“I want my students to see someone who looks like them, who came from the same neighborhood or one like theirs — and show them that success and a bright future are within their reach,” Peralta says. “I want them to say, ‘If she can do it, I can do it.’ And first-gen college students also need this kind of encouragement. This campaign gives us that.”

Advice from those who walked a similar path

Born in Brooklyn, New York, Paul Kroskrity became a first-generation college student after growing up in Long Island, New York, and later in Connecticut. He joined UCLA’s Department of Anthropology as a professor 40 years ago and served as chair of the American Indian Studies Program for 26 years. He believes that UCLA and the UC campuses in general are the perfect place for these efforts to flourish.

“The reason why this [First to Go] program is so good is that we have a really high quality institution, but we also admit students that are more diverse than those at the average university,” says Kroskrity, adding that UC campuses are an engine for social mobility. At other universities, he says, it’s not unusual for students who are the third or fourth generation in their families to attend college.

Kroskrity, who graduated from Columbia University and Indiana University, encourages first-generation students to get engaged, stay involved and not allow themselves to be constrained by self-imposed barriers or self-doubt.

“If you start limiting yourself by your own sense of what you are not capable of, or what you don’t know about, or how awkward you feel because it’s something new, you just don’t get the full experience,” says Kroskrity, whose mother didn’t complete high school and whose father was limited in his career because he lacked a college education.

“Take academic risks, talk to people that you might not have considered speaking to before, including your professors,” the UCLA anthropologist advises. “Reach out to people and get the full value of this experience. UCLA exists for them. You are not going to get these four years back, so use them in the best ways possible.”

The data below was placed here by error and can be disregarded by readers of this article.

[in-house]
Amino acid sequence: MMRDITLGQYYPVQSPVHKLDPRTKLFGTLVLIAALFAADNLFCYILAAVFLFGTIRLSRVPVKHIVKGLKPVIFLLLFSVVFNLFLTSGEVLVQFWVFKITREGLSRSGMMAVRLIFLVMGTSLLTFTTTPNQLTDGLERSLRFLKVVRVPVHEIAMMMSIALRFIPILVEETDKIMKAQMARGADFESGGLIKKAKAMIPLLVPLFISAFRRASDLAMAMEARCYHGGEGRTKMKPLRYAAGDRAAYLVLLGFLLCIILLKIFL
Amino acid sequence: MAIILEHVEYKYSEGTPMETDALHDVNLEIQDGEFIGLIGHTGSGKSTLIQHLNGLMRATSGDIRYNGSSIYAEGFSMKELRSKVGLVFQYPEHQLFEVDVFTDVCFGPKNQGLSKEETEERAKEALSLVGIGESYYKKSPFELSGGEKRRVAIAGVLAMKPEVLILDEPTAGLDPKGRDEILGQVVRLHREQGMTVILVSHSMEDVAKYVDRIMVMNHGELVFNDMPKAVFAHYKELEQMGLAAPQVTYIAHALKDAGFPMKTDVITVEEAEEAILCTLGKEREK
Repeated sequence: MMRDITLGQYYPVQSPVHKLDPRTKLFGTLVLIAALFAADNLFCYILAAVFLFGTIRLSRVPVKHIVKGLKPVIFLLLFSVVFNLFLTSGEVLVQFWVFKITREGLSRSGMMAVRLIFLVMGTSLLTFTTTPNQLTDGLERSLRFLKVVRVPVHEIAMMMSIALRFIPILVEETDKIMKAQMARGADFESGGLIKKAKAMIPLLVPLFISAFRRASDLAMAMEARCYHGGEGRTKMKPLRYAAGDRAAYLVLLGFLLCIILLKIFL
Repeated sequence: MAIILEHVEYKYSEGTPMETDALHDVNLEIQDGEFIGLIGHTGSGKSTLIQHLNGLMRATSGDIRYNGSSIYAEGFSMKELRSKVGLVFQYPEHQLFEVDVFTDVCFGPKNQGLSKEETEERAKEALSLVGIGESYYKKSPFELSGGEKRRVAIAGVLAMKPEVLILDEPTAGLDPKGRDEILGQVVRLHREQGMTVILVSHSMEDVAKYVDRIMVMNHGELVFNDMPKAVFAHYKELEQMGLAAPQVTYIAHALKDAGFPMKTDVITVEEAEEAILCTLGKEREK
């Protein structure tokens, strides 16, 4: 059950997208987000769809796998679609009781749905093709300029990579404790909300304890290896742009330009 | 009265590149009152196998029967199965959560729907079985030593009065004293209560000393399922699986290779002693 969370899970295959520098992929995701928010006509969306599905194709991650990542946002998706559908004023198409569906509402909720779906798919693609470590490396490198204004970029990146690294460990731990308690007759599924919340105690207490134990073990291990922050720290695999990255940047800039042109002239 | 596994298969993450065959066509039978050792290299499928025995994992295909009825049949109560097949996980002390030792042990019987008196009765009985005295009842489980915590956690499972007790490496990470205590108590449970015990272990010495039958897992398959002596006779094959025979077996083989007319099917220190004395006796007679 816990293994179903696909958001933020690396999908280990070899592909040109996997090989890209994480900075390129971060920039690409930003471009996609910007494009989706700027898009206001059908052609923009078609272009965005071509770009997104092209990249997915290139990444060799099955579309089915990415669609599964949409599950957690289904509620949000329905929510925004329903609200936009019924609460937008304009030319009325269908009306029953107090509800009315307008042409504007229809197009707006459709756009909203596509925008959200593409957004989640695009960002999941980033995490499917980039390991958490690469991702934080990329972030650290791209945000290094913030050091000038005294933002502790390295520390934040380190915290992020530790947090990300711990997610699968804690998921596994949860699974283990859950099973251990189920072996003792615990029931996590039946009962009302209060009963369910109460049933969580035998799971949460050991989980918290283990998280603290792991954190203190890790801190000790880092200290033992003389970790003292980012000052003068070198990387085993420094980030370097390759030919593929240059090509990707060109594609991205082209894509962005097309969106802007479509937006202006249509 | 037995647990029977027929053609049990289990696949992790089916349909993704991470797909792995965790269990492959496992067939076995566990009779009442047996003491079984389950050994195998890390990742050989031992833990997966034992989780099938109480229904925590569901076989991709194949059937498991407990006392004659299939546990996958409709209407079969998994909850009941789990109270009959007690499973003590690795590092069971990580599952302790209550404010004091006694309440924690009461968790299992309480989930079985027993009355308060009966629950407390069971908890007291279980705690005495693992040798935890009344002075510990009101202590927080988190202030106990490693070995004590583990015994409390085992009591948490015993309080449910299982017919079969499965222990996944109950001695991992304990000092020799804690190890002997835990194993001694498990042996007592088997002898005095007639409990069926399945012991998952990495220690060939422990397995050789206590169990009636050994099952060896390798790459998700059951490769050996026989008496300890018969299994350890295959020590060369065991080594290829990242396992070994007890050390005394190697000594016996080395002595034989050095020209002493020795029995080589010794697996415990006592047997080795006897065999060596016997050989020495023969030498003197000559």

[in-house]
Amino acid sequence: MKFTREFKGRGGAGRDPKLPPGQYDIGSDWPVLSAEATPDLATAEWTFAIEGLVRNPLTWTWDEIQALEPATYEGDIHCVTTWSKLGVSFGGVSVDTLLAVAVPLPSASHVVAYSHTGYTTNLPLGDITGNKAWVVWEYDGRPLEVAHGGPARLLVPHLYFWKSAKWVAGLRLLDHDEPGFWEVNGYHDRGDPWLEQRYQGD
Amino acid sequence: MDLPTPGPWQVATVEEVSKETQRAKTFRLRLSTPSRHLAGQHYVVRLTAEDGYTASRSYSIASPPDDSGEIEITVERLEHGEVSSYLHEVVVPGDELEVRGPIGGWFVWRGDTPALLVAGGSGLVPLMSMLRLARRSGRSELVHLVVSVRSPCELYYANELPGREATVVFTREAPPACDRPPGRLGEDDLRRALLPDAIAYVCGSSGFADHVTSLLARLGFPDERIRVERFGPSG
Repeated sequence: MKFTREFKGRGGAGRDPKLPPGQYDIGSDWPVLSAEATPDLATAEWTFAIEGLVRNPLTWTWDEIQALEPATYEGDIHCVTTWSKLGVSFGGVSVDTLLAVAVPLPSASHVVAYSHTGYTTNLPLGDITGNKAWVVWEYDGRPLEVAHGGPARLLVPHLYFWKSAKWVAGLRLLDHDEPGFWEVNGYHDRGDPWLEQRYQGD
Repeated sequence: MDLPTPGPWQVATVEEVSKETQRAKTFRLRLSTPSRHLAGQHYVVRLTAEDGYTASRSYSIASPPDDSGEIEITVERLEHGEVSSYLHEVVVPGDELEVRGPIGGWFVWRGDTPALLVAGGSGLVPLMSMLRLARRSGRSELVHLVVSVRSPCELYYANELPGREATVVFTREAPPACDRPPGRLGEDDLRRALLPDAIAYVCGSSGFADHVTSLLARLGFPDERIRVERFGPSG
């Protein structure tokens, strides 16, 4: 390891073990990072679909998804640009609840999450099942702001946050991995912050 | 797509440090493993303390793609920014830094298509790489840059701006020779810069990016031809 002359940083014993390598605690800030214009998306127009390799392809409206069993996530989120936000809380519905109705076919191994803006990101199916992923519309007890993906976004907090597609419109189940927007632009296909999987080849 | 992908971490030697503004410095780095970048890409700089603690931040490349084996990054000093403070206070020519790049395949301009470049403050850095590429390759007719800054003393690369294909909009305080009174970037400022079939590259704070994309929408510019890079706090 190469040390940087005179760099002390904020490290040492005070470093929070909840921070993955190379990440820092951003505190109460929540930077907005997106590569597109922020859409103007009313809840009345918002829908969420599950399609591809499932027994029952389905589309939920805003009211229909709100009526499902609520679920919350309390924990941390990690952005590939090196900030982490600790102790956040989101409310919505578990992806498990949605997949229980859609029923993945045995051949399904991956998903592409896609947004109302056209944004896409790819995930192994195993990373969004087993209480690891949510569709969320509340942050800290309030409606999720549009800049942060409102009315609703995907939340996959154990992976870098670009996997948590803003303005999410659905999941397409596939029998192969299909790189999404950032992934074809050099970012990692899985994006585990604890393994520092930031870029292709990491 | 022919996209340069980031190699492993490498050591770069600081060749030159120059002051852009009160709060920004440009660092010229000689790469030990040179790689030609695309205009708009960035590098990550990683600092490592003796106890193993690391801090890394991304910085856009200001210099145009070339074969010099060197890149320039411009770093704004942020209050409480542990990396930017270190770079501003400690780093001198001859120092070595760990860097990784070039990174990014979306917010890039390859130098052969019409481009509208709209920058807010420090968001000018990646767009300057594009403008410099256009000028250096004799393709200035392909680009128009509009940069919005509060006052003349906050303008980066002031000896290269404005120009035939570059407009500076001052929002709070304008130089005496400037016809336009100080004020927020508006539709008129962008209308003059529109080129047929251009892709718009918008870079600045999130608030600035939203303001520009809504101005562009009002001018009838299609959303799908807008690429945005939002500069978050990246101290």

Source: newsroom.ucla.edu

 

 

 

Here’s how NASCAR’s top female engineer is giving back to her native Puerto Rico

LinkedIn

In the über-macho, rough-and-tumble world of race car driving, the top female engineer in NASCAR is blazing quite a path and using it to give back to her native Puerto Rico.

“When I went to the university it was mostly guys, so the fact that I’m in a job where it’s mostly guys seems normal to me,” said Alba Colón, Chevrolet Racing Program Manager for the NASCAR Sprint Cup Program, General Motors’ most visible racing program.

Colón oversees the engineers who test the engines and designs for the NASCAR drivers. “I fell in love with drag racing and I didn’t realize at the time that I was the first female, the first Latin American,” said Colón, who describes herself as a “worker bee” who is aware of her pioneering role.

“Every day I go to my job and I think, people are looking because you are representing something that is not the usual thing,” she told NBC News. “I take this job with a lot of pride.”

Colón is a graduate of the prestigious engineering program at the University of Puerto Rico’s Mayagüez campus, in the western part of the island. UPR-Mayagüez has long been known for its science and math degrees and is a hub for U.S.-based recruiters.

General Motors hired Colón in 1994 as a data acquisition engineer, and since 2001 she has been with the company’s NASCAR cup series.

For years, Colón has been closely associated with recruiting and retaining graduates from her alma mater in Puerto Rico to come work for General Motors. After the devastation of Hurricane Maria, this role taken on even more importance.

Young people in the island, said Colón, are “very anxious” to get jobs, summer jobs and internships lined up.

“They are very smart and hard workers. They don’t have a lot of resources compared to other universities in the states, but they take the same classes and they have to find how to make things happen with the little resources that they have,” said Colón. “Those are skills we look at, that passion to make things happen.”

Continue onto NBC News to read the complete article.

Which MBA Program is Right for You? You can get your MBA your way.

LinkedIn

Today’s business schools offer more opportunities than ever to help you find a program that meets your specific needs. Programs generally fall into the following categories:

Full-time MBA programs are primarily for students who are able to take time off from working full-time to concentrate on their studies. These programs are ideal for both “career switchers” and “career enhancers.” Global companies sometimes send employees for a total immersion experience in countries that represent an important business market.

  • Programs typically last from 12 to 21 months
  • Longer programs often include a three-to-four month internship option
  • Core course requirements are completed in the early stage of the program
  • Specific concentrations and elective courses finish the latter stage of the program
  • The mix of electives and requirements varies among programs
  • Students often relocate to attend full-time programs